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What Do Deteriorating Security Conditions Mean for Afghanistan’s Elections?

Michael Kugelman
Afghan election worker, photo courtesy of USAID

On April 22, the terror group ISIS claimed responsibility for an attack on a voter registration site in Kabul, Afghanistan, that killed nearly 60 people. The tragedy followed four other election-related attacks, including the abduction of three election workers in the central province of Ghor, over the last week.

This recent violence underscores the security challenges facing Afghanistan as it prepares to hold parliamentary elections in October.

First, ISIS’s ability to carry out mass-casualty attacks underscores the group’s resilience. ISIS is an isolated organization in Afghanistan. It is despised by the Afghan people, but it is also opposed by other militant groups operating there—most of which are closely aligned with al-Qaeda, ISIS’s bitter rival. The Taliban, in fact, is actively fighting ISIS on the battlefield. There are also tensions over sect. While most terror groups in Afghanistan adhere to the Deobandi brand of Sunni Islam, ISIS is Salafist. Another problem for ISIS in Afghanistan is that it’s getting hit hard—very hard. For several years, it’s been subjected to a relentless shock and awe display of Afghan and American air strikes—including, at one point, the use of America’s largest non-nuclear bomb, which was dropped on an ISIS hideout in eastern Afghanistan.

And yet, today, despite all this, ISIS is alive and well in Afghanistan, staging attacks while maintaining its presence in its eastern stronghold, while also developing a new presence near Kabul.

Second, Afghanistan faces the very real prospect of two major terror groups taking aim at election-related targets. The Taliban, which rejects elections, frequently attacks such sites. ISIS, which regularly goes after sectarian targets, went after Shia Muslim voters in Sunday’s attack. Though the Taliban and ISIS are rivals, their tactics are coalescing around a shared goal of attacking election targets.

Given these security concerns, preparing for elections by October will be a very tall order for Afghanistan. The sobering reality is that the motivation behind opening the voter registration center targeted on April 22, and the several other similar facilities targeted as well in recent days, is to encourage people to vote amid growing concerns about low turnout on Election Day.

In effect, election officials are braving security threats to strengthen the credibility of an election that many Afghans may not bother to vote in. Many Afghans—like those in so many other countries—are bitter and disillusioned about their political leaders. And they’re very unhappy with a government that they believe has failed to deliver basic services, much less tackle a strengthening insurgency, and has instead been mired in dysfunction in personality disputes. Over the last few years, officials loyal to Chief Executive Officer Abdullah Abdullah have lashed out at President Ashraf Ghani, and even threatened to launch civil disobedience campaigns on the street to protest the government’s inability to improve security.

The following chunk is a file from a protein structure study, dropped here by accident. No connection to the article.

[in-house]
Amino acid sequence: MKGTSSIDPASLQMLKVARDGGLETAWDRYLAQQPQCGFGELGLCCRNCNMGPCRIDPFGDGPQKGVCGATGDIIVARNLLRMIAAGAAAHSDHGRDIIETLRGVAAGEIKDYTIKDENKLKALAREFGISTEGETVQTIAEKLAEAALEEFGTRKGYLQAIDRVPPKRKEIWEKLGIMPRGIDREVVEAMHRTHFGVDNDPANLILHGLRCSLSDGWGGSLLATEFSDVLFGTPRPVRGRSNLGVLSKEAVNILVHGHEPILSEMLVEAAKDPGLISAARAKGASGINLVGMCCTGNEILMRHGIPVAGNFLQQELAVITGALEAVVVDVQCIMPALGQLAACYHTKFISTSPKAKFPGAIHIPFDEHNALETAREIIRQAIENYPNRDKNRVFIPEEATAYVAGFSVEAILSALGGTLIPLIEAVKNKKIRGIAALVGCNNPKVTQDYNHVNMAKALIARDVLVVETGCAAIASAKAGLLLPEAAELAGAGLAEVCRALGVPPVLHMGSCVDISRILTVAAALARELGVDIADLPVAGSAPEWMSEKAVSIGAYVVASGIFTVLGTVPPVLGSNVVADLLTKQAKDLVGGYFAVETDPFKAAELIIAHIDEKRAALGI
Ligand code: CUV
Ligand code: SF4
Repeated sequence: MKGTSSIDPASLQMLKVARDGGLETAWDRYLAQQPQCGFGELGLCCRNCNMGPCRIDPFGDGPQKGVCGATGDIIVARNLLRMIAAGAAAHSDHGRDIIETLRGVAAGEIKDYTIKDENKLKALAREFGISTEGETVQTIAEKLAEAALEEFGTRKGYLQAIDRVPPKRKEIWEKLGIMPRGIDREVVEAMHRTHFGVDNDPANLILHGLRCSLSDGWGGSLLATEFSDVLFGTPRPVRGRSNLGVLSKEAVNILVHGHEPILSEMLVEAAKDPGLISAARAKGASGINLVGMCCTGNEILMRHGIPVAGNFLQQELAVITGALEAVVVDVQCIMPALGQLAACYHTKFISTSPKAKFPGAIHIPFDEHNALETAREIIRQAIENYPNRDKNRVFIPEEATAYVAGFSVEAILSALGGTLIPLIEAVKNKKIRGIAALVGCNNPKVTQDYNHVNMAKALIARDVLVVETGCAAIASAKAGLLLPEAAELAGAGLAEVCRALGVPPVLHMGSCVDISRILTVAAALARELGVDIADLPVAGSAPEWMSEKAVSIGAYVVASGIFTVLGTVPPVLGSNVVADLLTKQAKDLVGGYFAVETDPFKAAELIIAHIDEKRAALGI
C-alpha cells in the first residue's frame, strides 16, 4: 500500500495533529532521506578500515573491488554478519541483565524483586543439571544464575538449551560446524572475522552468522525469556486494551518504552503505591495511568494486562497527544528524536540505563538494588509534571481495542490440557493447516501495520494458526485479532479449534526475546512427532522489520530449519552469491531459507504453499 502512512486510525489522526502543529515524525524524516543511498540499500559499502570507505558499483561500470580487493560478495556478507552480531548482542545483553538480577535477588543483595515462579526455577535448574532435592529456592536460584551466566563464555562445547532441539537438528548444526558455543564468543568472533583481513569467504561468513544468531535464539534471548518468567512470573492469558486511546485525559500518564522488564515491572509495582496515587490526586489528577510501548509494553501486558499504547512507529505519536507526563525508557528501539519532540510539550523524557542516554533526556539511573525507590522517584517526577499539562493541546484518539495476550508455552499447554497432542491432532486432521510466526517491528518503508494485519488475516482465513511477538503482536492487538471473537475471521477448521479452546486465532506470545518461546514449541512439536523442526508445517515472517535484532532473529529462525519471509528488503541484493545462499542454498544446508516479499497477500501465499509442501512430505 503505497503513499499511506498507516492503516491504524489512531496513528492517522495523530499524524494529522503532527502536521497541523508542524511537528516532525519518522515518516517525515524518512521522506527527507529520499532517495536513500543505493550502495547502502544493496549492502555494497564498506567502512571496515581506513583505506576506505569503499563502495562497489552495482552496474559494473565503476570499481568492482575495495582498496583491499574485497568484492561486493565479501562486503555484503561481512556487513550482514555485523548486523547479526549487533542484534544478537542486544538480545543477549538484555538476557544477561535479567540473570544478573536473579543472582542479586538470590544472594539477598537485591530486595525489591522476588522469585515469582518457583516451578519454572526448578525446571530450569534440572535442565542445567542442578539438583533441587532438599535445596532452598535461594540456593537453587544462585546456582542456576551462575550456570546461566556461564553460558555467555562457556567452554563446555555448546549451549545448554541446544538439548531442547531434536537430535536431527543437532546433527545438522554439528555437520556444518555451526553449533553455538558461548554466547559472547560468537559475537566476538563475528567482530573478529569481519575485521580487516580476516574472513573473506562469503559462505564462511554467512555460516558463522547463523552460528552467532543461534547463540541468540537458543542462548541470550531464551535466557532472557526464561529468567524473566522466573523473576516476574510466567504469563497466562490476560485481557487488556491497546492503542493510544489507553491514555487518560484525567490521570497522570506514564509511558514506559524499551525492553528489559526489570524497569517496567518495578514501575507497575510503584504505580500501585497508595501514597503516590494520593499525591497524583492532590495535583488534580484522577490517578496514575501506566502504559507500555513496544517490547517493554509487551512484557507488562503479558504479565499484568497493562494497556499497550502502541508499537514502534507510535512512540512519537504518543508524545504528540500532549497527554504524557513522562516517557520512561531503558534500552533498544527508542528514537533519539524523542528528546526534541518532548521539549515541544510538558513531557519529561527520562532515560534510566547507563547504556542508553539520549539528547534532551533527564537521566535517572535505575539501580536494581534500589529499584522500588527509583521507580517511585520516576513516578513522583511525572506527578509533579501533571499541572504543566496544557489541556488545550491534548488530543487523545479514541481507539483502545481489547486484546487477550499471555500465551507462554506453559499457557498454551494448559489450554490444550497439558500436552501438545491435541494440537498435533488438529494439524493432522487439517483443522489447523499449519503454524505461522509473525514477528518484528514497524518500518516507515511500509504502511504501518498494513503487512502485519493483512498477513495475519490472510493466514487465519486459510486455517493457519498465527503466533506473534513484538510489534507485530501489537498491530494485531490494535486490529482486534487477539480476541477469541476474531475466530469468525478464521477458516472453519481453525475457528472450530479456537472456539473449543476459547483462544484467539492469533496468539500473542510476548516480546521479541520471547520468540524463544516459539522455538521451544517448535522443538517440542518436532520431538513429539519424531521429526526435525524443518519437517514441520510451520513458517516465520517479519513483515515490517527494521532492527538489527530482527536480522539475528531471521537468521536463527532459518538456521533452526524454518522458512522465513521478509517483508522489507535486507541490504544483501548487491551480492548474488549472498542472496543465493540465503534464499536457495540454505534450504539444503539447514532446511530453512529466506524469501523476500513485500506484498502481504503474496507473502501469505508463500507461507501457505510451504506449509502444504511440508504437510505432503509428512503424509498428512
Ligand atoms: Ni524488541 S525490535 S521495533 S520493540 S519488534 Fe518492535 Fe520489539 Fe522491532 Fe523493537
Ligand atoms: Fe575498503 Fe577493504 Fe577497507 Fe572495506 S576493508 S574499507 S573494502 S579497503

This is all a far cry from 2014, the year of Afghanistan’s last election, when Afghans braved Taliban threats to come out to the polls in droves. In the end, many were disappointed, because allegations of fraud led to a post-election stalemate and an eventual U.S.-led negotiation that created the current national unity government. In this regard, Afghanistan’s current government is not an elected one. Afghans today haven’t forgotten this fact, which may make them even more hesitant to vote in the parliamentary elections this year, and in the presidential polls scheduled for 2019.

That is, if the elections even happen.

Election officials, for now, insist the October polls will occur on time. However, if they eventually conclude there is insufficient security for elections, they may be delayed until next year and combined with the presidential polls. If elections can’t be held next year, when the government’s term is scheduled to expire, Afghanistan could face a major political crisis. If there’s no election next year, the government will face an immediate and acute crisis of legitimacy.

In a nation with strong political fault lines, such a crisis could well spark civil unrest and, in a worst-case scenario, outright conflict. Under such circumstances, those that thrive in environments of instability—such as ISIS and the Taliban—would be the biggest winners.

This post is an expanded version of a short essay published for Axios Expert Voices.

The views expressed are the author's alone, and do not represent the views of the U.S. Government or the Wilson Center.  Copyright 2018, Asia Program.  All rights reserved.

About the Author

Michael Kugelman

Michael Kugelman

Deputy Director and Senior Associate for South Asia
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